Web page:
I also appreciate that there isn’t some weird love triangle between the leads. Edwin is very obviously gay (as becomes something of a plotline for the character this episode and, of course, beyond) and doesn’t have that kind of chemistry with Crystal. There are some sparks between her and Charles, although it’s also made pretty clear that romance doesn’t work the same for ghosts as it does for mortals, so it feels like the show will be limited in how far that can be pursued going forward. Still, it is good to see that the show is bucking some conventions.

It also clearly is going to buck its own setup right from the start. Despite giving the boys a headquarters in England, the show very quickly moves over to Port Townsend, WA, where (for at least the first season we have to assume) the show will make its home. There are witches, and transformed walruses, and all manner of weirdness in the town. It’s a place that has clearly become a haven for the supernatural, so it makes a good home of sorts for the adventures of the dead boys (plus one). I like that the show was willing to change up and move things around, keeping the audience guessing. It’s a strength, an inventiveness that, for now, helps the show feel fresh even in its premiere.

It also has a larger cast of characters that clearly will come into play. Crystal grabs a weekly-rent apartment in Port Townsend (since she has to live somewhere even as the dead boys can go anywhere), and that sets up her new landlord, Jenny Green (Briana Cuoco), who runs the town’s butchershop (and has rooms for rent in the building above). Crystal’s roommate is a strange girl, an anime fan with clearly more going on, Niko (Yuyu Kitamura), and I’m sure the series has more plans for her considering her introduction. Plus there’s that pesky witch who just isn’t going to go away so easily, along with Crystal’s demon, too. There’s a lot going on and many characters to bounce around for this first season already.

Tying it all together is a feeling of the strange and bizarre that permeates the series. The show goes in for some fun visuals, taking pages from the likes of Beetlejuice and The Addams Family, along with a fair bit of the trippy style of Doom Patrol. The art delights in being weird, and a little gross, but there’s also a fun style to it. The opening credits exemplify this, having a day-glo, acid-trip style to them that creates a fun aesthetic for the show to follow. Neon colors and morbid images all set the tone for the adventures that the dead boys will have as the episode (and the series to follow) plays out.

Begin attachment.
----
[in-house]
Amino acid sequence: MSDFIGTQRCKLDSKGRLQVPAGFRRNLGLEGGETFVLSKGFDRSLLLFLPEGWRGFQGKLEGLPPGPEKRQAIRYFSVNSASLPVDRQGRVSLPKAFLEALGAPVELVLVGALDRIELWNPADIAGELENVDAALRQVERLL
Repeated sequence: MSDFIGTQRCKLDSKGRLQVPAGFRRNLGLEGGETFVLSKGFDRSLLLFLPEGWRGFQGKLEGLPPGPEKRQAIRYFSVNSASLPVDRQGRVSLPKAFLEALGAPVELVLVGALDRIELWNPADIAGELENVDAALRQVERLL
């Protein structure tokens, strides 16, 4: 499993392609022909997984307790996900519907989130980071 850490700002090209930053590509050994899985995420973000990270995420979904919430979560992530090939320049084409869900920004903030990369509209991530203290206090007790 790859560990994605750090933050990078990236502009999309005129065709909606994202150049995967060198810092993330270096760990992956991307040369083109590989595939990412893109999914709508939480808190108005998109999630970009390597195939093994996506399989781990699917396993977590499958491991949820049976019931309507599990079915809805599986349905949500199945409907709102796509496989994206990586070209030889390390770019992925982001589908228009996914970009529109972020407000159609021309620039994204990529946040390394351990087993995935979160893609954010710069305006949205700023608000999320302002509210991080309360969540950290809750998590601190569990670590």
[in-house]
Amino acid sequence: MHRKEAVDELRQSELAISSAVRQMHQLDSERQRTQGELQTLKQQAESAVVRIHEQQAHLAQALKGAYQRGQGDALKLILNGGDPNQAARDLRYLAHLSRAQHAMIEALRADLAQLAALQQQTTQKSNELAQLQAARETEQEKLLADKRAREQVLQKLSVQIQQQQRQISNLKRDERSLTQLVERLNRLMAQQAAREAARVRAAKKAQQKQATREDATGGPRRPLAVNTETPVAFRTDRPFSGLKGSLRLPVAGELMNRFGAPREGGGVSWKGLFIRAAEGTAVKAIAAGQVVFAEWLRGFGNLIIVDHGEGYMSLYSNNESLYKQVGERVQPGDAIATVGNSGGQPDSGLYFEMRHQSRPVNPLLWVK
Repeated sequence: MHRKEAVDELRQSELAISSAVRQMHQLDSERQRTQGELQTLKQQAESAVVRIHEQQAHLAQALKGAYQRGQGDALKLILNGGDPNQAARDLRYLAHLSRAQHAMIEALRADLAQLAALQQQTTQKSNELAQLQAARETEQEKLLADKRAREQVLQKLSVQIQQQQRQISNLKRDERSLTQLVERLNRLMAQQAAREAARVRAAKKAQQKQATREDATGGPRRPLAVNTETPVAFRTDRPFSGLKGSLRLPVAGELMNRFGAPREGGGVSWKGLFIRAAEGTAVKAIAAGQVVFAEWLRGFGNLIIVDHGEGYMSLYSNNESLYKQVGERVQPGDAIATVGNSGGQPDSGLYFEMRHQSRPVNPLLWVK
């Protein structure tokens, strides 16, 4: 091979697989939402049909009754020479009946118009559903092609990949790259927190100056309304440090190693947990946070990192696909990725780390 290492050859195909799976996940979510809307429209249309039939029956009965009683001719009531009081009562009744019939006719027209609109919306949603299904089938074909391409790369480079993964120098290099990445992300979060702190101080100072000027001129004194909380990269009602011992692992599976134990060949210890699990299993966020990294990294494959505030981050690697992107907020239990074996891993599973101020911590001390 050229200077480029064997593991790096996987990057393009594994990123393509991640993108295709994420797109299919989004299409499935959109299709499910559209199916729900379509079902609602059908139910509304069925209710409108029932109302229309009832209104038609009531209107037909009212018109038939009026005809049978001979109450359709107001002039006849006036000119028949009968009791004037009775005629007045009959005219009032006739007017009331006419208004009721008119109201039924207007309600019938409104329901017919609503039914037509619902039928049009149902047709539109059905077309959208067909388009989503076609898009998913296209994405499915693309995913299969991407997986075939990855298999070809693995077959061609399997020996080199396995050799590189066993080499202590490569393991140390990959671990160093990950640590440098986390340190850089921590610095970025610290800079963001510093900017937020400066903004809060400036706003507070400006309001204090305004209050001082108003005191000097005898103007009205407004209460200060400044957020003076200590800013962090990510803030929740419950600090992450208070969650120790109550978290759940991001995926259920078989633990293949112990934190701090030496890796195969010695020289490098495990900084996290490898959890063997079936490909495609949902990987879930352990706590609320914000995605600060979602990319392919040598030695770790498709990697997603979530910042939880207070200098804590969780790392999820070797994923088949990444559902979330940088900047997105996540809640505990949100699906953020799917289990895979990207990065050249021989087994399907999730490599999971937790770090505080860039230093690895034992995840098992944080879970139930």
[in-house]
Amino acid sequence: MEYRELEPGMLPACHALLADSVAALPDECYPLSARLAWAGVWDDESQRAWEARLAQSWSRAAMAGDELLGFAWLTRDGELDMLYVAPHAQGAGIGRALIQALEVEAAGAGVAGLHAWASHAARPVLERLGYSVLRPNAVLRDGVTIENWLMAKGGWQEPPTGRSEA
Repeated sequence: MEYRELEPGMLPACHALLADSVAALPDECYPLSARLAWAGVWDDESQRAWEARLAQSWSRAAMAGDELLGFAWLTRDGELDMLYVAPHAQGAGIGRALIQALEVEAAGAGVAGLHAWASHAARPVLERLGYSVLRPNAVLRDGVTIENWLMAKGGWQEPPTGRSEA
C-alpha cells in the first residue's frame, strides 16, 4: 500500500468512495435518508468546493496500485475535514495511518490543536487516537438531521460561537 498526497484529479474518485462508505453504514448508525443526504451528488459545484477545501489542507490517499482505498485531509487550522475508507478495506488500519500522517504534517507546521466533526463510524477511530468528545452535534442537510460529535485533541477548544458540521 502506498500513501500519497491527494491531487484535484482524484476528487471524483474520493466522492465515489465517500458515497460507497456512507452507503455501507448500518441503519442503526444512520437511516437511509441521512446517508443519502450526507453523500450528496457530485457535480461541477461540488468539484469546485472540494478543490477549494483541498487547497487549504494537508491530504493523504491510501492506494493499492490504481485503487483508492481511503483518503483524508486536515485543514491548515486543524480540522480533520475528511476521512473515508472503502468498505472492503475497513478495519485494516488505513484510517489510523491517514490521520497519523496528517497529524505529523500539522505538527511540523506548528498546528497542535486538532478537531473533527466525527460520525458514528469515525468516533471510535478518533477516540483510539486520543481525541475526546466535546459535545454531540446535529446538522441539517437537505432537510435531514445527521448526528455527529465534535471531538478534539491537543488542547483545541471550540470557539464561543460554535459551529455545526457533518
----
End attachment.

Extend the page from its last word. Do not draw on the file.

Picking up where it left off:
Really, I love the opening credits. Netflix too often doesn’t show much care for their intros, sometimes doing a half-assed, pre-produced bit of something before excising it entirely on later episodes, but Dead Boys Detectives has a full, well produced intro that (just from peeking ahead) I know sticks around for all the episodes. It’s a rarity in the streaming sphere, but it’s clear the showrunners knew that they had something special. It really does show just how much fun the episodes to follow will have, and that fun them permeates every inch of the rest of the show to follow.

It’s frankly surprising to me that the WB was willing to give up this series and send it off to a competitor. The vibe of this show is so good, gripping you from this first episode and making you want to watch more and more. WB’s stupid loss is Netflix’s gain, though, giving us one of the few shows on the streamer that’s actually interesting from minute one. Although I doubt more Netflix shows are going to be this good, I’ll at least take it this time for Dead Boy Detectives while I can.